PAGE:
Transphobia, lesbophobia, homophobia, biphobia and other forms of discrimination towards gender and sexually diverse people have strong impacts on their wellbeing, living conditions, safety, access to rights and participation in social places. All people have the right to be who they are and to freely express themselves without fear and discrimination. Nightlife must be a safer place for all!

If you see a transgender, non-binary or gender diverse person being discriminated against and harassed don´t close your eyes. It is completely okay not to feel like a superhero each time (or any time at all). Being an active bystander doesn’t mean you always should get into a fight or personally confront a perpetrator or that you should put yourself at risk. Instead of confronting the perpetrators you can invite the person to join you and leave the place more safely, or call for help. Stand up against discrimination and take care of each other!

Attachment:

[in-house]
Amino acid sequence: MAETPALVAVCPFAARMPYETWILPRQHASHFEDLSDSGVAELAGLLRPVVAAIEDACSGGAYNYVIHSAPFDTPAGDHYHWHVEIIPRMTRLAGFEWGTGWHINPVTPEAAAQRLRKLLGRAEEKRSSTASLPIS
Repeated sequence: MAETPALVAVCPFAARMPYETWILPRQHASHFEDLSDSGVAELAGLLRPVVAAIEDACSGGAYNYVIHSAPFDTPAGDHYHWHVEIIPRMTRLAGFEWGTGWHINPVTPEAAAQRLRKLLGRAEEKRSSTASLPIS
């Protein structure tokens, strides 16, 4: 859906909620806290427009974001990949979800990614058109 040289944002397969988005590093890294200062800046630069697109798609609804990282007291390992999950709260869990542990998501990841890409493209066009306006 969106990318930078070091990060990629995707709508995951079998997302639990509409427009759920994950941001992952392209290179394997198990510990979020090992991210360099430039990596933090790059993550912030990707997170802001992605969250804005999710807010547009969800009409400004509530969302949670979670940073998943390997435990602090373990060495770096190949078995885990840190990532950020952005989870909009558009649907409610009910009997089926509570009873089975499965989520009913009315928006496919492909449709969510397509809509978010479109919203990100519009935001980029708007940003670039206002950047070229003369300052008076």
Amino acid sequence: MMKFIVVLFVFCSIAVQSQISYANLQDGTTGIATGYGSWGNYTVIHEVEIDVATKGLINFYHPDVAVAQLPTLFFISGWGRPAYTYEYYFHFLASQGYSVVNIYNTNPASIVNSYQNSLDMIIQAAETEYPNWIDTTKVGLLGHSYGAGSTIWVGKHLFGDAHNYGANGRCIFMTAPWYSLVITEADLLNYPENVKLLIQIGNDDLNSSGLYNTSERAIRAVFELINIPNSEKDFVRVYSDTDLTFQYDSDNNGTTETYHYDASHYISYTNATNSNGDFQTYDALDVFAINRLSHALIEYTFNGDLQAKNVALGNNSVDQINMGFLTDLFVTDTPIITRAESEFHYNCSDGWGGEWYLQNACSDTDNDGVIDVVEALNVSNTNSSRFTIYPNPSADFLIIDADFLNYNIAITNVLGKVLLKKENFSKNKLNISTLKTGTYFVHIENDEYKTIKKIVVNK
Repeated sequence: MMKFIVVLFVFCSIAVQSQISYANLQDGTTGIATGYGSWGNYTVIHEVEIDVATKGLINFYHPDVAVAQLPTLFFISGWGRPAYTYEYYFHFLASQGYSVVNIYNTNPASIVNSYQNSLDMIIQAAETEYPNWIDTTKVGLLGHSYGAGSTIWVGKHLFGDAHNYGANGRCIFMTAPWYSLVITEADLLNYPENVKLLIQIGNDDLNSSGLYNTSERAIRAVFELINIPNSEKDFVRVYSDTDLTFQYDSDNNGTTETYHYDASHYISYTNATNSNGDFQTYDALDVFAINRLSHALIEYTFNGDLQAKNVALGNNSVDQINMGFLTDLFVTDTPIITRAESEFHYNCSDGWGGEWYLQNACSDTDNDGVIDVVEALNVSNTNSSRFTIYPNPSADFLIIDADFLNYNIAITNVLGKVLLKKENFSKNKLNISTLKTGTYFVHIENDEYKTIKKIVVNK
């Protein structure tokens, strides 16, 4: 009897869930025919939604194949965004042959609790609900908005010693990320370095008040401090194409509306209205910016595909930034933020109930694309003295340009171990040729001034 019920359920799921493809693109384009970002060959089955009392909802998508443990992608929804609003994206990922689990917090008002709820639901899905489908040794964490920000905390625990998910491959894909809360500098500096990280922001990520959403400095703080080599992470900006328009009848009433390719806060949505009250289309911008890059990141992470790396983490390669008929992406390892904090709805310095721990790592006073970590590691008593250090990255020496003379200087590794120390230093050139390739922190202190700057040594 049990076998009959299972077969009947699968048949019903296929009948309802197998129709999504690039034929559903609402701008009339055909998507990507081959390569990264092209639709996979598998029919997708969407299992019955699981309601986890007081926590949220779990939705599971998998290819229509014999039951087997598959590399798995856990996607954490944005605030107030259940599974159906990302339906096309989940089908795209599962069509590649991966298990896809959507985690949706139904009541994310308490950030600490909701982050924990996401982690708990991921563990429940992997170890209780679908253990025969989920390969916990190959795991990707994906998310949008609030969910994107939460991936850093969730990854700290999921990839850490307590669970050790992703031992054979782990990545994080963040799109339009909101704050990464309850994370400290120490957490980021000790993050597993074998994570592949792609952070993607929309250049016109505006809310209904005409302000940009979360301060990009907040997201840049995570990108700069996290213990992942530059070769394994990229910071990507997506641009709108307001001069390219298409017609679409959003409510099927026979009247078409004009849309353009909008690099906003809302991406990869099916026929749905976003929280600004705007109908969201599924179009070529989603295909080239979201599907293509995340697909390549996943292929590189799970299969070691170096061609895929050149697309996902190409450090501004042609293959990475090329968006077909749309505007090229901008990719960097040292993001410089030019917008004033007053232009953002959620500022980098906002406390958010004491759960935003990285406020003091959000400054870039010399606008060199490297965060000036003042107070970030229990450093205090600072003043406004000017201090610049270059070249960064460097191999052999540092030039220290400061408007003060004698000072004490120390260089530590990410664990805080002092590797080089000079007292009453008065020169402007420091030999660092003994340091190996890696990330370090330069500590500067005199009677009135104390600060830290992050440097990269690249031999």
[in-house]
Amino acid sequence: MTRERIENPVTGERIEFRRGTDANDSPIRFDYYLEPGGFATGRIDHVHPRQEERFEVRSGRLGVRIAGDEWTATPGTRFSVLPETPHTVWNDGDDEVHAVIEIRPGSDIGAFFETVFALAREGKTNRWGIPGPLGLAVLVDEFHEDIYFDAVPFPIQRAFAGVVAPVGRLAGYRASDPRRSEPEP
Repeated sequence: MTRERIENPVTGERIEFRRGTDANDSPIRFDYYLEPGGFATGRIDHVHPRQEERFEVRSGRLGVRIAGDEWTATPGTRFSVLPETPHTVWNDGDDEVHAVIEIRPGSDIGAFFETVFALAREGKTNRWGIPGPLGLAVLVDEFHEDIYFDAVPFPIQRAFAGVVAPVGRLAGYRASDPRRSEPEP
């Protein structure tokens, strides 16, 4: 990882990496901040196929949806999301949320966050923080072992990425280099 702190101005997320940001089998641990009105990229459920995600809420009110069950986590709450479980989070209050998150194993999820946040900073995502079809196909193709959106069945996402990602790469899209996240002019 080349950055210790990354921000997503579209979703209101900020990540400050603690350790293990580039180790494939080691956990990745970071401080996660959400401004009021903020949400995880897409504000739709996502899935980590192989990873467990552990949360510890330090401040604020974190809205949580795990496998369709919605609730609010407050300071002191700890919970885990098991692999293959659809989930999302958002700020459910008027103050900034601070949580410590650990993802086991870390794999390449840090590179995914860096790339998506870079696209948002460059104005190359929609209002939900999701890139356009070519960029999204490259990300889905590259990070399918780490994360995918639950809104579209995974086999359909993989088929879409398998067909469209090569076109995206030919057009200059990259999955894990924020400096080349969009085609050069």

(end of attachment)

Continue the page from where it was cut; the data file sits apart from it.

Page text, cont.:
Thank you!

Did you know that 74.8% of women are afraid to experience sexualised aggression in the nightlife settings?

The opportunity to flirt and have sexual encounters is one of the charms of nightlife!  However, independently of how horny we are and how much we want to have sex on that night, the interest and excitement must be mutual and the interaction should be egalitarian and respectful. At this point, let’s be clear: a person who is not feeling well is a person who needs help and care! By no chance, a heavily intoxicated, passed out or unconscious person it’s an opportunity for sex. People, and particularly women, are not sex toys! 

Nightlife cultures emerged as free spaces to be and express ourselves, to bound and care for each other. This is something very special and we all can join the chain of creating special and fun places for all. If someone is being a target of sexualized harassment and violence it’s not her problem. It is your and our problem. Open your eyes, search for help and choose to act! 

2. Sweaty as hell after dancing for hours, you are having a cigarette with your longtime friend. A woman sits next to him and fires a pipe. Suddenly he asks her “why is such a beauty here alone?”. She ignores him but your friend keeps insisting.

Thank you!